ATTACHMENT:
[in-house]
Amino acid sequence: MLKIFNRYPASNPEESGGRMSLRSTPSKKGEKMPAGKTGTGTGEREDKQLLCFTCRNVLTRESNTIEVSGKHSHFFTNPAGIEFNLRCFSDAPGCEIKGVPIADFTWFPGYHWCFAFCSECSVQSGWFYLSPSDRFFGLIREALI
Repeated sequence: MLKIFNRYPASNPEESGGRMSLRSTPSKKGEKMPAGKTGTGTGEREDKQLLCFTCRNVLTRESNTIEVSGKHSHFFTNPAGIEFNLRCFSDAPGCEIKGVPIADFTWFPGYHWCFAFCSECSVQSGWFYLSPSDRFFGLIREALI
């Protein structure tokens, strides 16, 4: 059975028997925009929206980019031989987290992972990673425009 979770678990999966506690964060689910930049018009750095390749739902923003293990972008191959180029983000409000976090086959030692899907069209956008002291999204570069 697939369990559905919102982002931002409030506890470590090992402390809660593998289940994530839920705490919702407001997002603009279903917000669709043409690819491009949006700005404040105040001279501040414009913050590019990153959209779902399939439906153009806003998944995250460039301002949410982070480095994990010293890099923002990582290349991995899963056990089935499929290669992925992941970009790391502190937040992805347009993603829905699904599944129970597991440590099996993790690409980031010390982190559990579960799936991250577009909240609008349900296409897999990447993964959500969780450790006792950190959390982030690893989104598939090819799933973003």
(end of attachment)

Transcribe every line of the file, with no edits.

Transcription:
[in-house]
Amino acid sequence: MLKIFNRYPASNPEESGGRMSLRSTPSKKGEKMPAGKTGTGTGEREDKQLLCFTCRNVLTRESNTIEVSGKHSHFFTNPAGIEFNLRCFSDAPGCEIKGVPIADFTWFPGYHWCFAFCSECSVQSGWFYLSPSDRFFGLIREALI
Repeated sequence: MLKIFNRYPASNPEESGGRMSLRSTPSKKGEKMPAGKTGTGTGEREDKQLLCFTCRNVLTRESNTIEVSGKHSHFFTNPAGIEFNLRCFSDAPGCEIKGVPIADFTWFPGYHWCFAFCSECSVQSGWFYLSPSDRFFGLIREALI
């Protein structure tokens, strides 16, 4: 059975028997925009929206980019031989987290992972990673425009 979770678990999966506690964060689910930049018009750095390749739902923003293990972008191959180029983000409000976090086959030692899907069209956008002291999204570069 697939369990559905919102982002931002409030506890470590090992402390809660593998289940994530839920705490919702407001997002603009279903917000669709043409690819491009949006700005404040105040001279501040414009913050590019990153959209779902399939439906153009806003998944995250460039301002949410982070480095994990010293890099923002990582290349991995899963056990089935499929290669992925992941970009790391502190937040992805347009993603829905699904599944129970597991440590099996993790690409980031010390982190559990579960799936991250577009909240609008349900296409897999990447993964959500969780450790006792950190959390982030690893989104598939090819799933973003």